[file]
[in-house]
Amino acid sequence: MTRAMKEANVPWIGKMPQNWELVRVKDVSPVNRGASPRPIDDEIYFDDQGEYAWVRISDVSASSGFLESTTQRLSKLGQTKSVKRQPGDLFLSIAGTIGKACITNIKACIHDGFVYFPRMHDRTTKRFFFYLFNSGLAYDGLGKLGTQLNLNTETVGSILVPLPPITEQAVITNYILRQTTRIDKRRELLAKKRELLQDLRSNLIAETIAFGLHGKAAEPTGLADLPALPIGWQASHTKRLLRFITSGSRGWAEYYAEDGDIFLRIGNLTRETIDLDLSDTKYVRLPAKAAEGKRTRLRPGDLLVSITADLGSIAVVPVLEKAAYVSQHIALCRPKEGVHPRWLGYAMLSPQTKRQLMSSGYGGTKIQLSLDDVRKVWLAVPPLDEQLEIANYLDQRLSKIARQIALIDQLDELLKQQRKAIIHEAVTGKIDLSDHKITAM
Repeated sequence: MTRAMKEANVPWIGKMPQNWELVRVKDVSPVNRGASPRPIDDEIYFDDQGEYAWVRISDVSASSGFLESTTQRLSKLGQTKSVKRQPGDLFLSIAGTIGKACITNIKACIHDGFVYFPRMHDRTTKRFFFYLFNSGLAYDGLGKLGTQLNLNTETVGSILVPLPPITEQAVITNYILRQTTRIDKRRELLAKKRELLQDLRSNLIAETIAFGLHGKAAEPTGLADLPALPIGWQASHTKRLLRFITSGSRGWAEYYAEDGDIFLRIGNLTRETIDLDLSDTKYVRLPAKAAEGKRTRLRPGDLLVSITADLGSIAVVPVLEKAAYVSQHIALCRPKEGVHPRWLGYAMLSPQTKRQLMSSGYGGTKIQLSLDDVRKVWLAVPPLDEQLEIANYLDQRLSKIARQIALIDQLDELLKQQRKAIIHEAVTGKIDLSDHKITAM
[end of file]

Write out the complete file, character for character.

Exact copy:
[in-house]
Amino acid sequence: MTRAMKEANVPWIGKMPQNWELVRVKDVSPVNRGASPRPIDDEIYFDDQGEYAWVRISDVSASSGFLESTTQRLSKLGQTKSVKRQPGDLFLSIAGTIGKACITNIKACIHDGFVYFPRMHDRTTKRFFFYLFNSGLAYDGLGKLGTQLNLNTETVGSILVPLPPITEQAVITNYILRQTTRIDKRRELLAKKRELLQDLRSNLIAETIAFGLHGKAAEPTGLADLPALPIGWQASHTKRLLRFITSGSRGWAEYYAEDGDIFLRIGNLTRETIDLDLSDTKYVRLPAKAAEGKRTRLRPGDLLVSITADLGSIAVVPVLEKAAYVSQHIALCRPKEGVHPRWLGYAMLSPQTKRQLMSSGYGGTKIQLSLDDVRKVWLAVPPLDEQLEIANYLDQRLSKIARQIALIDQLDELLKQQRKAIIHEAVTGKIDLSDHKITAM
Repeated sequence: MTRAMKEANVPWIGKMPQNWELVRVKDVSPVNRGASPRPIDDEIYFDDQGEYAWVRISDVSASSGFLESTTQRLSKLGQTKSVKRQPGDLFLSIAGTIGKACITNIKACIHDGFVYFPRMHDRTTKRFFFYLFNSGLAYDGLGKLGTQLNLNTETVGSILVPLPPITEQAVITNYILRQTTRIDKRRELLAKKRELLQDLRSNLIAETIAFGLHGKAAEPTGLADLPALPIGWQASHTKRLLRFITSGSRGWAEYYAEDGDIFLRIGNLTRETIDLDLSDTKYVRLPAKAAEGKRTRLRPGDLLVSITADLGSIAVVPVLEKAAYVSQHIALCRPKEGVHPRWLGYAMLSPQTKRQLMSSGYGGTKIQLSLDDVRKVWLAVPPLDEQLEIANYLDQRLSKIARQIALIDQLDELLKQQRKAIIHEAVTGKIDLSDHKITAM